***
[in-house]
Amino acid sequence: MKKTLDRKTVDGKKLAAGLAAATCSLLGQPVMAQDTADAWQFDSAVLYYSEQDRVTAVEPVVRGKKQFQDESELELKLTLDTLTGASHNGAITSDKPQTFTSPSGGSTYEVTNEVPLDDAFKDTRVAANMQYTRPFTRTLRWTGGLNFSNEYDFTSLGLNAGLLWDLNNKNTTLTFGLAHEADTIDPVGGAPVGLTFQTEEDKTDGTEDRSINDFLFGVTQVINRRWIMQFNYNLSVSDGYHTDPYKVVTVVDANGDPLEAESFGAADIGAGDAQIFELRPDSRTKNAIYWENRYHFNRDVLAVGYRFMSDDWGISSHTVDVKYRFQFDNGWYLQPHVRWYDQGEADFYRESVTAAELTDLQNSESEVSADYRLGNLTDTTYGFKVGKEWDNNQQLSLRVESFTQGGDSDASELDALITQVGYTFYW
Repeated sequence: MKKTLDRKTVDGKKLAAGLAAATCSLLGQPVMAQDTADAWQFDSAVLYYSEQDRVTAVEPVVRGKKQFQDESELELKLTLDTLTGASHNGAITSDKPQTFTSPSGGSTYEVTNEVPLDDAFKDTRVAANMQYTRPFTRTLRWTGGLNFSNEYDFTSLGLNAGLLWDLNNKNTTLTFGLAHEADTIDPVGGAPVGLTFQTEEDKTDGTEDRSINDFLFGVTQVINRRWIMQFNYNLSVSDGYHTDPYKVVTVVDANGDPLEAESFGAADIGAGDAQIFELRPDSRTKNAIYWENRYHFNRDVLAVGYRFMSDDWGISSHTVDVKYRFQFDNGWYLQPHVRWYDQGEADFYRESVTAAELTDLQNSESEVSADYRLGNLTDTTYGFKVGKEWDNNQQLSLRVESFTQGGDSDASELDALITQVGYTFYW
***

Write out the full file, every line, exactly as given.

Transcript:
[in-house]
Amino acid sequence: MKKTLDRKTVDGKKLAAGLAAATCSLLGQPVMAQDTADAWQFDSAVLYYSEQDRVTAVEPVVRGKKQFQDESELELKLTLDTLTGASHNGAITSDKPQTFTSPSGGSTYEVTNEVPLDDAFKDTRVAANMQYTRPFTRTLRWTGGLNFSNEYDFTSLGLNAGLLWDLNNKNTTLTFGLAHEADTIDPVGGAPVGLTFQTEEDKTDGTEDRSINDFLFGVTQVINRRWIMQFNYNLSVSDGYHTDPYKVVTVVDANGDPLEAESFGAADIGAGDAQIFELRPDSRTKNAIYWENRYHFNRDVLAVGYRFMSDDWGISSHTVDVKYRFQFDNGWYLQPHVRWYDQGEADFYRESVTAAELTDLQNSESEVSADYRLGNLTDTTYGFKVGKEWDNNQQLSLRVESFTQGGDSDASELDALITQVGYTFYW
Repeated sequence: MKKTLDRKTVDGKKLAAGLAAATCSLLGQPVMAQDTADAWQFDSAVLYYSEQDRVTAVEPVVRGKKQFQDESELELKLTLDTLTGASHNGAITSDKPQTFTSPSGGSTYEVTNEVPLDDAFKDTRVAANMQYTRPFTRTLRWTGGLNFSNEYDFTSLGLNAGLLWDLNNKNTTLTFGLAHEADTIDPVGGAPVGLTFQTEEDKTDGTEDRSINDFLFGVTQVINRRWIMQFNYNLSVSDGYHTDPYKVVTVVDANGDPLEAESFGAADIGAGDAQIFELRPDSRTKNAIYWENRYHFNRDVLAVGYRFMSDDWGISSHTVDVKYRFQFDNGWYLQPHVRWYDQGEADFYRESVTAAELTDLQNSESEVSADYRLGNLTDTTYGFKVGKEWDNNQQLSLRVESFTQGGDSDASELDALITQVGYTFYW